Thus Trumpian-UN-Merkel-Erdogan warnings of humanitarian catastrophe, mass murder, chemical attack and Armageddon had me prowling along Syrian front line roads for all of two days; yet the huge Syrian invading force remained oddly elusive. I travelled from the Turkish frontier at Kassab, through Rabia and Kansabba and behind Jourine and then up the Syrian military supply route from Hama to Abu Adh Duhour and through villages unheard of outside Syria – Omalhouteh, Tel Maseh, Ewanat Skieh, Bardah, Kafr Abeed, Blass, Alhadein – and the massed Syrian army was nowhere to be seen.

Was this really the start of the last battle, I kept asking myself? Amid a sylvan grove east of Kassab, I suddenly came across 200 Syrian troops, steel helmets, arms at attention, on parade – their commander sent a motorcycled soldier after us to ask why we were taking photographs – for this was, to be sure, a good Boys’ Own Paper picture for The Independent. Readers, please note my colleague’s snatched snapshot with this dispatch. But there were no armoured vehicles, no Iranians, no Hezbollah, no Russians, no convoys of field artillery – though I had seen the photos of the Syrian convoys a couple of weeks ago – and the only massed forces I came across were vast herds of sheep and, close to Aleppo, a string of camels. Not a single soldier was carrying a gas mask. Which would surely be a sure sign of an imminent chemical attack anywhere on the front, whoever was dropping the stuff.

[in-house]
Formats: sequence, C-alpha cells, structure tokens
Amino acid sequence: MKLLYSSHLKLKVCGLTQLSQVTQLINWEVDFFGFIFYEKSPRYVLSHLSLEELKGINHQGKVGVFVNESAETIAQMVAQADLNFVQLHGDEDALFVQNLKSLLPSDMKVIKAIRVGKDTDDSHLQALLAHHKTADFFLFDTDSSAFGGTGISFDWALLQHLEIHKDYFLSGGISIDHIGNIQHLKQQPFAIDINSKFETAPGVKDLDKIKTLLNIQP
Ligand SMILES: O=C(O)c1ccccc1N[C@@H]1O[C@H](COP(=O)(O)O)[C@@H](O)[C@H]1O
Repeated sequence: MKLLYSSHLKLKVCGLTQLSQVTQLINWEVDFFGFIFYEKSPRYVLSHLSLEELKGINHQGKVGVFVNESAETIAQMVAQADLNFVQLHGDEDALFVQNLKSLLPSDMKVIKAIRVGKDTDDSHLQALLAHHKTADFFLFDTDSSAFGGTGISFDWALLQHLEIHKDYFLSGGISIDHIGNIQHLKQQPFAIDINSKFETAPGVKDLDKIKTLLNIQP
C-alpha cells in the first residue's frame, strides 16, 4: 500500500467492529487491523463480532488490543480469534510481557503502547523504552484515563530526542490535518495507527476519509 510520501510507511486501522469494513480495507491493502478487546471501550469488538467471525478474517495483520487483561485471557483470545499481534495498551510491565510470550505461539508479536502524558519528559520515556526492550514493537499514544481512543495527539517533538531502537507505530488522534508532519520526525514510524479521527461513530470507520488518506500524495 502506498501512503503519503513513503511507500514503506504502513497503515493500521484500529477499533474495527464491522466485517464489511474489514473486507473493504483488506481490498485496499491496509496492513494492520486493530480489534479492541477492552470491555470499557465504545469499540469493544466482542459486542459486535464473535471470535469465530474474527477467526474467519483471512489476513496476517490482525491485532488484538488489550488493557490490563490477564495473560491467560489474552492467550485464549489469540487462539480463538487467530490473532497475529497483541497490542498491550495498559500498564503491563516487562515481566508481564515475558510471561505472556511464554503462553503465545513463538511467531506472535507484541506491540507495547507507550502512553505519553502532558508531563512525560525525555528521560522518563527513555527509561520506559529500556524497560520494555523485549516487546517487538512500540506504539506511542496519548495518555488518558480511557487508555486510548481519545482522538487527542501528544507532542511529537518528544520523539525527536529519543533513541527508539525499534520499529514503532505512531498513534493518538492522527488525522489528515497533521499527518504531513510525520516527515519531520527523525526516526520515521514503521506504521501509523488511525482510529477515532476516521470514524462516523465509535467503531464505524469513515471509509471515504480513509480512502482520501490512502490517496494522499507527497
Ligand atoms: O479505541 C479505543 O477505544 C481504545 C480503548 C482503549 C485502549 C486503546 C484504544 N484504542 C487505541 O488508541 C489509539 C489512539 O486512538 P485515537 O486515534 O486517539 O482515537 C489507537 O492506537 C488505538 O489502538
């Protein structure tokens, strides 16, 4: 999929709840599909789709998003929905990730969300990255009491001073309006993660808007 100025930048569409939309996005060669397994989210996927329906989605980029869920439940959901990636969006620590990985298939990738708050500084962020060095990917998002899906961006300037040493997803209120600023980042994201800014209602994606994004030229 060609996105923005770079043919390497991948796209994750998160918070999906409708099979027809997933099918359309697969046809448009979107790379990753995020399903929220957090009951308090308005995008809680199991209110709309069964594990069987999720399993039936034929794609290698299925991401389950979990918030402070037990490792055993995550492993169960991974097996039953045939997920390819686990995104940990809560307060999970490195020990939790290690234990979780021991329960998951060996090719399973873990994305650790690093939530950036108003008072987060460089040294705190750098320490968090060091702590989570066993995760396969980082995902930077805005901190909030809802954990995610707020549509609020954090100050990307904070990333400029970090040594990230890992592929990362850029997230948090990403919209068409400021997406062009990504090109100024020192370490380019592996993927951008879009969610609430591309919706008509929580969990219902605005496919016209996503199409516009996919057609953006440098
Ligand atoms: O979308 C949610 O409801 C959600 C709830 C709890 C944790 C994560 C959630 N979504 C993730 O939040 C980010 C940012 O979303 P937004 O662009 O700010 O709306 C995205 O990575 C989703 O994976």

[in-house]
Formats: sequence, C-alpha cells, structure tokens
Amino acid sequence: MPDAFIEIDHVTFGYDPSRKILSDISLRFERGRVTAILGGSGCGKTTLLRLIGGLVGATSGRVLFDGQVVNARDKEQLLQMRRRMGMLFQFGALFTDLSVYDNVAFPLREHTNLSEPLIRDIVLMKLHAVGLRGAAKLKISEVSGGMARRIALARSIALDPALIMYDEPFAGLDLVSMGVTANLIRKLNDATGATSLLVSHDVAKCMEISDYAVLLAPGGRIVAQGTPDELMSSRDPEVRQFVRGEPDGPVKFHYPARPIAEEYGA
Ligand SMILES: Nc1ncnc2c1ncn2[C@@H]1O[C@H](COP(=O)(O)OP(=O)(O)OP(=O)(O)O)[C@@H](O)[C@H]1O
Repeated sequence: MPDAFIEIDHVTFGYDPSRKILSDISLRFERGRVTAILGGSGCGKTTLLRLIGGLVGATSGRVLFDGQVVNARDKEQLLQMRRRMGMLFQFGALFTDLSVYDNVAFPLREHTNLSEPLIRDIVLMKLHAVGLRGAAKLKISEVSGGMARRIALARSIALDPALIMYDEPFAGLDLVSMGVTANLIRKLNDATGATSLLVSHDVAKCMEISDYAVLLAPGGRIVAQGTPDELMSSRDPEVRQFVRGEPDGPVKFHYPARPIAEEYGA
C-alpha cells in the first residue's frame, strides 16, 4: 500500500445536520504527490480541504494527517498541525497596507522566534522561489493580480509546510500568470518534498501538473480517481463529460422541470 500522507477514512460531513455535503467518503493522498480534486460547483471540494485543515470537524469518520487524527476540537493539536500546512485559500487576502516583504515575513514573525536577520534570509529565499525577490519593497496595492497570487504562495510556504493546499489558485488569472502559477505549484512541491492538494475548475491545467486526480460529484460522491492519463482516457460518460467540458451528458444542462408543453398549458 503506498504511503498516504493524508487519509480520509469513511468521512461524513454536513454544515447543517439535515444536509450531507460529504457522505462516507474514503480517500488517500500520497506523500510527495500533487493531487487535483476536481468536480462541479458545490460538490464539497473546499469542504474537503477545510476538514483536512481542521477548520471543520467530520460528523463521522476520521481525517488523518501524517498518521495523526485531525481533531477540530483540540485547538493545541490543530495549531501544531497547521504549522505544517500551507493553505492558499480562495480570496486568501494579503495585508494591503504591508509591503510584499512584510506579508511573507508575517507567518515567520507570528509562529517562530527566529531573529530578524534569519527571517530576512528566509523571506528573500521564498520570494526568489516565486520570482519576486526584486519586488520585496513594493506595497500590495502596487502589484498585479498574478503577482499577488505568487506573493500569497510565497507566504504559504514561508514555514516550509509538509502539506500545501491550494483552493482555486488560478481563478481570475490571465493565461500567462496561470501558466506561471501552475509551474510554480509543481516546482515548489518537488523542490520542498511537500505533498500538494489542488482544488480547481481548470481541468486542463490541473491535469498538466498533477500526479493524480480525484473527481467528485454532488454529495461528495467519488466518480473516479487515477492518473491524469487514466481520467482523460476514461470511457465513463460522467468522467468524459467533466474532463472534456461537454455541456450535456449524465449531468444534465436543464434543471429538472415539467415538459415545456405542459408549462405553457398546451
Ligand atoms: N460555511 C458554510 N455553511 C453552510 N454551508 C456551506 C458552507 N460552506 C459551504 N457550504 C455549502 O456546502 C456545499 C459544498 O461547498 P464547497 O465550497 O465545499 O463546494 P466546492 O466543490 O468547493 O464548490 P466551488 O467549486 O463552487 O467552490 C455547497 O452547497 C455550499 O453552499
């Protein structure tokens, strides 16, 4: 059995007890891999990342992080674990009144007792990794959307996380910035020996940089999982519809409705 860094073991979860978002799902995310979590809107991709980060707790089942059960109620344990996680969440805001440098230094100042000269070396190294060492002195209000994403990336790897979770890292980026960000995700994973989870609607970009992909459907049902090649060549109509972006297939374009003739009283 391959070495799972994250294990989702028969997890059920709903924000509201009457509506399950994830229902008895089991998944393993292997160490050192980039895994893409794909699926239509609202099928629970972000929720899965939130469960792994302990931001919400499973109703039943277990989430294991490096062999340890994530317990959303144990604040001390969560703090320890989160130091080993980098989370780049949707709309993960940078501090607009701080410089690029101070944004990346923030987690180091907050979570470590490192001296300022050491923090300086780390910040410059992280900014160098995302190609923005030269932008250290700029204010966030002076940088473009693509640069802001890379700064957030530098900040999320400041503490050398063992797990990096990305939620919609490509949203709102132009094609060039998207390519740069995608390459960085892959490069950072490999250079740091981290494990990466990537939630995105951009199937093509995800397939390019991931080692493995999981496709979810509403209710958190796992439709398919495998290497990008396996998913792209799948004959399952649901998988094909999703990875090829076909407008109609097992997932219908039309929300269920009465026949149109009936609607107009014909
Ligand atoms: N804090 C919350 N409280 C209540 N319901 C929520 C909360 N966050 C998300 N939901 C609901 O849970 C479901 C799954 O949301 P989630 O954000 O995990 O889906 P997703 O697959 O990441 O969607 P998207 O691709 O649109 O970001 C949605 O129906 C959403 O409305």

Now this doesn’t mean the invading army wasn’t there. Perhaps far behind the front lines or far above Aleppo, waiting in faraway fields for zero hour, they may be passing their time. The Syrians have loudly announced their intention of crushing the last Islamist bastion in Idlib – and I can confirm that Syrian jets took off from the Hama air base on Saturday morning at around 8.30 because I could hear their roar a mile away over breakfast – but I saw no smoke clouds drifting down from Jisr al-Chougour or east of Idlib a couple of hours later as I watched from that all-too-smashed security-supply route up to Aleppo. A lone, low-flying Russian-made Syrian helicopter came thudding over the desert near Abu Adh Dahour, whose own air base was recaptured by Syrian troops last year. Just one.